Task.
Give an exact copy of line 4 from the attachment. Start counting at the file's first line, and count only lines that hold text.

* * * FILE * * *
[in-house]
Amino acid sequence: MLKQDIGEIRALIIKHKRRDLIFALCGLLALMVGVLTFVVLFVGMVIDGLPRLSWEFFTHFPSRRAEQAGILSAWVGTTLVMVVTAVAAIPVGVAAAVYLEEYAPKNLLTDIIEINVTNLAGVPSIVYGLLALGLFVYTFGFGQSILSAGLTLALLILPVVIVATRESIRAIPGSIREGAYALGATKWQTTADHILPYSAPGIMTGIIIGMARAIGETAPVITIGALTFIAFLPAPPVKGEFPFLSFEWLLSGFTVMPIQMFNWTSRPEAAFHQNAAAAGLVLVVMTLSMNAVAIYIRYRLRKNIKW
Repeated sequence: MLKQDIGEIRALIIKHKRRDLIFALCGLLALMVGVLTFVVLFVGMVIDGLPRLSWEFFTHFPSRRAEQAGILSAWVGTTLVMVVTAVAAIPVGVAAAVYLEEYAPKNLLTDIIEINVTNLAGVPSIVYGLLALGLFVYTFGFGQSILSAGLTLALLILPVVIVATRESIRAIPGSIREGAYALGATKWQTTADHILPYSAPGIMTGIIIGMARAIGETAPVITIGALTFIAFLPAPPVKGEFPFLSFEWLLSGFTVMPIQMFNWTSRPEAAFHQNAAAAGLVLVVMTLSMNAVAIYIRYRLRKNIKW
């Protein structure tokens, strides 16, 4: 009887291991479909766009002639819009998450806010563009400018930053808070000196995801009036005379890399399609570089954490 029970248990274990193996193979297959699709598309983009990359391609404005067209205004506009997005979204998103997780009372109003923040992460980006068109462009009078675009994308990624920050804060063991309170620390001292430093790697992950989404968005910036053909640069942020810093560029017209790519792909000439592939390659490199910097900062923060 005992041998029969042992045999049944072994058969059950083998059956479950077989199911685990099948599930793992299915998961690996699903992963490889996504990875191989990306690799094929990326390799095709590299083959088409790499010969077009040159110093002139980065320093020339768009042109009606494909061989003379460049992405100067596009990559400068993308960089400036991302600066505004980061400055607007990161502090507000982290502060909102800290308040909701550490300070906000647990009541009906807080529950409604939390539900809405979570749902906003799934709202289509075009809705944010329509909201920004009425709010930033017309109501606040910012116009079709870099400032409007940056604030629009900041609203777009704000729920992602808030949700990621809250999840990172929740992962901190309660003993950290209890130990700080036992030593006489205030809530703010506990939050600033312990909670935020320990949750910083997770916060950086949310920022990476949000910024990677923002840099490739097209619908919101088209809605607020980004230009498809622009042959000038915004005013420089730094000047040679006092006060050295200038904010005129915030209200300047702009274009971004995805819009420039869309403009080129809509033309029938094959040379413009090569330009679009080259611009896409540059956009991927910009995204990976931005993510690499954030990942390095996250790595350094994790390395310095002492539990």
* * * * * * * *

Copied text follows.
């Protein structure tokens, strides 16, 4: 009887291991479909766009002639819009998450806010563009400018930053808070000196995801009036005379890399399609570089954490 029970248990274990193996193979297959699709598309983009990359391609404005067209205004506009997005979204998103997780009372109003923040992460980006068109462009009078675009994308990624920050804060063991309170620390001292430093790697992950989404968005910036053909640069942020810093560029017209790519792909000439592939390659490199910097900062923060 005992041998029969042992045999049944072994058969059950083998059956479950077989199911685990099948599930793992299915998961690996699903992963490889996504990875191989990306690799094929990326390799095709590299083959088409790499010969077009040159110093002139980065320093020339768009042109009606494909061989003379460049992405100067596009990559400068993308960089400036991302600066505004980061400055607007990161502090507000982290502060909102800290308040909701550490300070906000647990009541009906807080529950409604939390539900809405979570749902906003799934709202289509075009809705944010329509909201920004009425709010930033017309109501606040910012116009079709870099400032409007940056604030629009900041609203777009704000729920992602808030949700990621809250999840990172929740992962901190309660003993950290209890130990700080036992030593006489205030809530703010506990939050600033312990909670935020320990949750910083997770916060950086949310920022990476949000910024990677923002840099490739097209619908919101088209809605607020980004230009498809622009042959000038915004005013420089730094000047040679006092006060050295200038904010005129915030209200300047702009274009971004995805819009420039869309403009080129809509033309029938094959040379413009090569330009679009080259611009896409540059956009991927910009995204990976931005993510690499954030990942390095996250790595350094994790390395310095002492539990």